This is the fifth installment of my Culture, Society and Music blog for my Music and Audio Production degree coursework. This week I will discuss the male-female ratio of music producers. This blog also includes an accompanying playlist.
First off I am a female in the music industry. I have absolutely no concern over the “issue” that is often discussed in our classes- the male to female ratio of music producers in our class. Our class has 20 students, 4 of which are female. The two years behind us show a similar ratio. When I studied in BCFE there were 2 females in a class of 15. The year after us, there were 3 and the year before us there was 1. I’ve never felt out of place in male dominated studios or classrooms, in fact I’ve found men of sound engineering discipline to be very open and sensitive towards women in the music industry.
The ratio is interesting but I cannot fathom why there are so few females in music production education.
My own interest in production was piqued when I joined a rock band and started recording. Recording in various studios inspired me and I always thought that was something I could do. Though we were a female rock band we never actually met any females in the music industry. All record producers, sound engineers and record label reps were males. We never even noticed this. Any females we met were other musicians, makeup artists, stylists, photographers, stage managers or tv/radio personalities.
As an all female rock band we were always frowned upon at gigs. 4 girls in their early 20s with guitars and drums? We were usually met with sneers but after gigs we were always approached by men and women, expressing their delight of how we played and hold we held our own. I’ll never forget playing in Mountjoy Prison for a Christmas party in 2003 for the inmates. Before the gig one lad insisted on calling me “Avril” with my long blonde hair and black eye-shadow, I was highly offended but smiled politely. By the end of the show the 200 inmates had jumped out of their chairs and were rocking out with us, begging for more! I suppose we were a novelty, that always bothered me. I always wanted to be judged as a player, not as a female player.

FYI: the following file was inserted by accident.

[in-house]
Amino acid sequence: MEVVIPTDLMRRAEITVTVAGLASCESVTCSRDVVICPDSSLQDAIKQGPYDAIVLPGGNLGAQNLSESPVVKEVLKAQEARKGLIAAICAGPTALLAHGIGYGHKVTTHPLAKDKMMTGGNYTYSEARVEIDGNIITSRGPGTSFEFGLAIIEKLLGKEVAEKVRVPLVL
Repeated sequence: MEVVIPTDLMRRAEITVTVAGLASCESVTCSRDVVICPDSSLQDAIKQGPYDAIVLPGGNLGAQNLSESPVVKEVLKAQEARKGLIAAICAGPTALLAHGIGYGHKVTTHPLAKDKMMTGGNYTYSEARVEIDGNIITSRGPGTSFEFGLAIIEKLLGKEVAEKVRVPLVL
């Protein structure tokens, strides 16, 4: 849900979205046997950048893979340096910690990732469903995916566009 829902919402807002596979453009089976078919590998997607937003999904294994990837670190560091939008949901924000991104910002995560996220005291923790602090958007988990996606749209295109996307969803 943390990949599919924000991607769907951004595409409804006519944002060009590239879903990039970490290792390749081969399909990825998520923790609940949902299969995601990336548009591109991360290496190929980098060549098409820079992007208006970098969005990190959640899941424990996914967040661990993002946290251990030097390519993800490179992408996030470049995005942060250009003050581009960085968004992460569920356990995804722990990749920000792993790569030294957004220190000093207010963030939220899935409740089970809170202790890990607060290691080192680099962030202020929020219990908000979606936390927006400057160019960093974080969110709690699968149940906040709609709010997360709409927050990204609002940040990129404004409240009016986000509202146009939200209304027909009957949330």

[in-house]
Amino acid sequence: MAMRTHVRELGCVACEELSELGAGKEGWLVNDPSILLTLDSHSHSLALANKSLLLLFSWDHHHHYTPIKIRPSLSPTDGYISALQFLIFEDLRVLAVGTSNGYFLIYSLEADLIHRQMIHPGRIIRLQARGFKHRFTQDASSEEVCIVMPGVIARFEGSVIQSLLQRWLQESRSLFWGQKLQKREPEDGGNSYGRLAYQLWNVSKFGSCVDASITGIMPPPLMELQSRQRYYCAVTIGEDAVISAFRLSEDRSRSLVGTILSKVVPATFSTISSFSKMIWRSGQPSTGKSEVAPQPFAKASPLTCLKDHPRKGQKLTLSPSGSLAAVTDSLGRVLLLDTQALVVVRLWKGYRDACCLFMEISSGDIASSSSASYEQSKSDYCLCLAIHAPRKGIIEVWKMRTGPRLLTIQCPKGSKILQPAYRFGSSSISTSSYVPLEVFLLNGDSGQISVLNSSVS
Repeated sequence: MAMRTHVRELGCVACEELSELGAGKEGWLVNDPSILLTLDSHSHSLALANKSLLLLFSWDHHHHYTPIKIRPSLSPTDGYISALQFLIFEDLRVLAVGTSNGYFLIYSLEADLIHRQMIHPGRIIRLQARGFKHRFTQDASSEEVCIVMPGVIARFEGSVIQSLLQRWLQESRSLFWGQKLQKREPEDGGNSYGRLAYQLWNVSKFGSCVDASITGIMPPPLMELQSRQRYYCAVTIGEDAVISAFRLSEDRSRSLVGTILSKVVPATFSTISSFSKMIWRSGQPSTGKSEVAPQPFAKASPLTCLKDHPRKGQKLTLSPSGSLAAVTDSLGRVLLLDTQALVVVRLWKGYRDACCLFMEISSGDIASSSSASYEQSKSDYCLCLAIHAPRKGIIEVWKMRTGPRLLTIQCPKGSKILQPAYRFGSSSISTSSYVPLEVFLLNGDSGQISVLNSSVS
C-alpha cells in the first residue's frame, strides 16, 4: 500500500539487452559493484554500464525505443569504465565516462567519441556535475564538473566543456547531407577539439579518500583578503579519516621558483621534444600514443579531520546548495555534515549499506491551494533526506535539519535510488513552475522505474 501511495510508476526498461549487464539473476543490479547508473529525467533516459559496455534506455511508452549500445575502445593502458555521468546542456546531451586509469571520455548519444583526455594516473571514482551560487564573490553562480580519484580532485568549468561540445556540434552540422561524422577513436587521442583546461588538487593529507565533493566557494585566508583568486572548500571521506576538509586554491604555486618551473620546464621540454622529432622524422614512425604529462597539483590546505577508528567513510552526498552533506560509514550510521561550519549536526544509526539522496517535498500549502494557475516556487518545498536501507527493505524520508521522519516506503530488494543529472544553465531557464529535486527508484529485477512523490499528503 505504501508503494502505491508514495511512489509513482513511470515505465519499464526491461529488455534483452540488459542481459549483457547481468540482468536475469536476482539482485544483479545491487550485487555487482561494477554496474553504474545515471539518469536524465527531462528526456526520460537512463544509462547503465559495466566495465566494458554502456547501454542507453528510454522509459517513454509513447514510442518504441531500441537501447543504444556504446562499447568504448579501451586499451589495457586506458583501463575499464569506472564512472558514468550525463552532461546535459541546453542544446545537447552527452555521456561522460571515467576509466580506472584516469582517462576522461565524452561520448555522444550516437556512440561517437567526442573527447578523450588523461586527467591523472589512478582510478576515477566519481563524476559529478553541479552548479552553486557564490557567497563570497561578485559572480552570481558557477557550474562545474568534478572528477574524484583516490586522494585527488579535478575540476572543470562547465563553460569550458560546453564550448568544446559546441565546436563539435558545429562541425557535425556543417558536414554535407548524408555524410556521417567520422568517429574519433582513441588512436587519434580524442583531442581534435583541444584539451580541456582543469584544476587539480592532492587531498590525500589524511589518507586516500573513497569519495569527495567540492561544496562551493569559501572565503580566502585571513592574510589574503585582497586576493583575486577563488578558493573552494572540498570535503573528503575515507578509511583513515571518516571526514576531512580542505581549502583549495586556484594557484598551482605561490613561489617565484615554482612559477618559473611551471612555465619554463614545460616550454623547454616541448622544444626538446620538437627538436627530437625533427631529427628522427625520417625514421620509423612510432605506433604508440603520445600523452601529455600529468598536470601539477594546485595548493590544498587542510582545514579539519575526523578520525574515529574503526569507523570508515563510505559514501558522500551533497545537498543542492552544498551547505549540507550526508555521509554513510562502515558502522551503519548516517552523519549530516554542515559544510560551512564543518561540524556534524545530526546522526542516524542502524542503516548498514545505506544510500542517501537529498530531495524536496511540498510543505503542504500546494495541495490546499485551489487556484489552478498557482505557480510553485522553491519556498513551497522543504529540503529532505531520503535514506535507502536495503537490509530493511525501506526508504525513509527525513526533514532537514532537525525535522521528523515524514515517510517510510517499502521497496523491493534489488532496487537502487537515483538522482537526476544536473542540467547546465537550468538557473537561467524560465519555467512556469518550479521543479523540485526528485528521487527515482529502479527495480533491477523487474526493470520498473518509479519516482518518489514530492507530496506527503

The BBC published an article in 2012 about female music producers (5% of music producers are female according to their article), some of the names they included are:
- Cordell Jackson founded her own record label, Moon Records, in 1956, and produced early rock’n’roll singles
- Sylvia Robinson produced hip-hop classic Rapper’s Delight, for her own Sugarhill record label
- Susan Rogers was the engineer on Prince’s biggest albums, including Purple Rain and Sign O The Times. She also worked with Crosby, Stills and Nash and Barenaked Ladies
- Leanne Unger Produced and engineered seven albums for Leonard Cohen, and scores for TV shows such as The Wonder Years
- Sally “Louder” Browder emerged from the California punk scene to make records with Rocket From The Crypt and Dwight Yokam
- Trina Shoemaker, winner of three Grammys, best known for her work with Sheryl Crow, Queens Of The Stone Age and Emmylou Harris
- Ann Mincieli recording engineer and studio designer for Alicia Keys
I noticed Mandy Parnell (mastering engineer), Catherine Marks (mix engineer, producer, song-writer) are not in the list.
There seems to be a lot of female producers active in electronic music production. This is especially apparent on SoundCloud. Two I follow are DJ Colette (Colette Marino) and the Amazonica (Victoria Harrison), these ladies have years of successful music industry presence under their belts but there are tonnes of up and coming female producers posting content on SoundCloud.
I personally believe the in-balance between men and women as record producers and sound engineers will balance out in the future. It may take 20 years but it will happen, especially with so many music production educational courses being available, young women are being invited to the studio and the sound engineering booth with open arms.
(mastered by Mandy Parnell)
(mixed by Catherine Marks)
(engineered and mixed by Trina Shoemaker)
(created and produced by Colette Marino)
(created and produced by Victoria Harrison)